The Office was one of the biggest television comedy hits of last year. But Sally Bretton, who played surly teenager Donna, has left the nine-to-five routine to take the stage. Her first theatre production Hay Fever comes to Derngate later this month ...
BEHIND the scenes in a paper merchants does not sound like fascinating television.
However, The Office, which featured an over-keen and insincere manager, his desperate assistant and a cynical work force was an instant hit when it was screened on BBC Two last year.
Sally Bretton, who played Donna, the work-experience girl who was more interested in the pub than the paper, was one of the stars of the spoof fly-on-the-wall documentary, which was the brainchild of Ricky Gervaise.
“It was fantastic, everyone was really lovely,” said the 26-year-old, who trained at London’s Central School of Speech and Drama. “The Office was a real labour of love for Ricky and his writing partner.
“They had been working on it for years and finally they had been given a chance to get it on the air.
“When I went for my first audition I read the script and I knew it was going to be big. It was the funniest thing I had ever read.”
The show received almost universal critical acclaim, but Sally has not yet achieved full celebrity status.
“I was never recognised once from the show,” she added. “I look a lot different now, my hair has changed and to be honest it’s quite nice not to have to deal with all that celebrity stuff.”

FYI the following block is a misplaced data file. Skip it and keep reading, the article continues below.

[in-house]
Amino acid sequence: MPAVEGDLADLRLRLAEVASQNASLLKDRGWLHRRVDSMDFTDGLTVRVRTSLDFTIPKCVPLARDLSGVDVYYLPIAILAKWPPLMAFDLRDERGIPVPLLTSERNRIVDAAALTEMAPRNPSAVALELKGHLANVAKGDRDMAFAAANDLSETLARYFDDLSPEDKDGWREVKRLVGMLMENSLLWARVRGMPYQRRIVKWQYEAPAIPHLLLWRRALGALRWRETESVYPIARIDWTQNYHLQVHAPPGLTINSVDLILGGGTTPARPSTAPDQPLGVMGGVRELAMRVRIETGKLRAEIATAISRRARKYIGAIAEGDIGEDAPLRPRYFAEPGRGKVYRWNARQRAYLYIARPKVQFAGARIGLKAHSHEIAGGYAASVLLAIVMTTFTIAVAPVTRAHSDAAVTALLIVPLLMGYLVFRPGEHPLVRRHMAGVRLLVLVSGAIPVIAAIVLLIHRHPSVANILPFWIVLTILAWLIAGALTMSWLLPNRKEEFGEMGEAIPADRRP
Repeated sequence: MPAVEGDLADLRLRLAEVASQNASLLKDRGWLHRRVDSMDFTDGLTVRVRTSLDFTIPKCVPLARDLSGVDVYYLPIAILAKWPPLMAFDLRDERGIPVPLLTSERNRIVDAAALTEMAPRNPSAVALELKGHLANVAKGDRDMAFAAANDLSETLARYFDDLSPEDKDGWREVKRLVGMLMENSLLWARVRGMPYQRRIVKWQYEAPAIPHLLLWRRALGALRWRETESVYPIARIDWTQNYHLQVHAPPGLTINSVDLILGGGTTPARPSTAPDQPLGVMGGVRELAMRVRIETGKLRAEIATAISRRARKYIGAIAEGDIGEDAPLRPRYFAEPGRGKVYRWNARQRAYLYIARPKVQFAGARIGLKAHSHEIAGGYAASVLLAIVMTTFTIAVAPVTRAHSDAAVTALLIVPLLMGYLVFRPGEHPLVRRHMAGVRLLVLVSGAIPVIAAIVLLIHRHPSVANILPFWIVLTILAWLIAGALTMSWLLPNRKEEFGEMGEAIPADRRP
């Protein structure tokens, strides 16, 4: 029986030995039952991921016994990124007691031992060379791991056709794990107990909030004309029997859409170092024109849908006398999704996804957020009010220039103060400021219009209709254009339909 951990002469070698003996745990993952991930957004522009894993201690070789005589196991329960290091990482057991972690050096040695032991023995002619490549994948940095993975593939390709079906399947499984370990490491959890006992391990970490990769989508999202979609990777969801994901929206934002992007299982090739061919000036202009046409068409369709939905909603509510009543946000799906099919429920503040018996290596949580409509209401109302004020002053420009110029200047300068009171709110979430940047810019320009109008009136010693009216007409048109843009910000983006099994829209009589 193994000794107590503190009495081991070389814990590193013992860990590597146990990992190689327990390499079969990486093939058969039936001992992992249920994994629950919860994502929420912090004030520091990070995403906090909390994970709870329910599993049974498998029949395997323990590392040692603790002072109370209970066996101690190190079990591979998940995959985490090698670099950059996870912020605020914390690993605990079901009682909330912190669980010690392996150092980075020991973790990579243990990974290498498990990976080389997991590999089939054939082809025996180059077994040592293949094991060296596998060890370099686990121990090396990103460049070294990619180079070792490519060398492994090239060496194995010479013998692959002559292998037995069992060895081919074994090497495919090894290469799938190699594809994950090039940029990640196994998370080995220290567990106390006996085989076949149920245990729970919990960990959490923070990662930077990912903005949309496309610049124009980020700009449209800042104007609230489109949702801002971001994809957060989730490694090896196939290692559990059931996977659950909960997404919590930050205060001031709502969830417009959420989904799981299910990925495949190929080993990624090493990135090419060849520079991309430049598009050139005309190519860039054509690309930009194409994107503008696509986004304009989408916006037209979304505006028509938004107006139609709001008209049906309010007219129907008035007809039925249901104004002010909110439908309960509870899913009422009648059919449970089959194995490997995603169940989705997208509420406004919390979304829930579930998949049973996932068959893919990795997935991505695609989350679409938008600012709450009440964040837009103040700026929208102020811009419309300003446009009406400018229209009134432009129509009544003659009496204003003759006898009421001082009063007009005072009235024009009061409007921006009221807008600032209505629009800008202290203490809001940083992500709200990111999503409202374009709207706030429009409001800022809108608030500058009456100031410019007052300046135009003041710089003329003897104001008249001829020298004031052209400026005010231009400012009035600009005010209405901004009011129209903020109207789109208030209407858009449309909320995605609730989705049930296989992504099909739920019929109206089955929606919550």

A second series of The Office is now in production, but Sally will not be returning to the paper merchants.
“My character was only there very reluctantly on work experience,” she added. “I think she made it very clear that she wouldn’t be coming back.
“I had such a good time working on the show that I was hoping Donna would have a change of heart and become incredibly hard working so I could stay around for the second series, but it wasn’t to be.”
However, after various appearances on television, Sally is now starring in her first play.
Hay Fever, a comedy by Noel Coward, is set in the roaring twenties and focuses on the eccentric actress Judith Bliss who together with her writer husband David, lives in bohemian chaos with their son Simon and daughter Sorel, played by Sally.
The eight-week tour is already underway and will arrive at the Royal Theatre for five night run in Northampton later this month.
“I left drama school three years ago and have been quite lucky as the television work has been pretty constant,” said Sally.
“However, I always wanted to do theatre and this was the perfect opportunity.
“The first night was incredible. It was the first time I had been on stage in front of an audience as a professional.
“The nerves were pretty big as I was waiting in the wings, but as soon as I got on stage they went.
“However, my family hasn’t seen it yet . They’re giving me time to settle in.
“It’s a totally new experience for me and at the moment I’m really enjoying it.
“You don’t stay in any one place too long to get bored, although if you ask me in a couple of weeks you might get a different answer.”
While enjoying the tour Sally has big ambitions and it seems unlikely that she will fall into a nine-to-five job like her character Donna.
“I think I’d be lying if I said I didn’t want to go into film, but to be honest I don’t quite know how you do it.
“I think ultimately you have to go to the States, but you need to build up a big cv before that happens or otherwise you’re just a tiny fish in a very, very big pond.
“Having said that the British film industry is pretty good, although there is still a lack of good female parts.
“At the moment I’m quite lucky because I get cast for characters who are much younger than I actually am. Donna was supposed to be about 17 or 18 and Sorel is 19-years-old.
“Who know how long I can keep playing teenagers, but at the moment I’m not complaining.”
% Hay Fever runs at the Royal Theatre from Tuesday, June 18 to Saturday, June 22. For more information or to book tickets call the box office on Northampton 624811.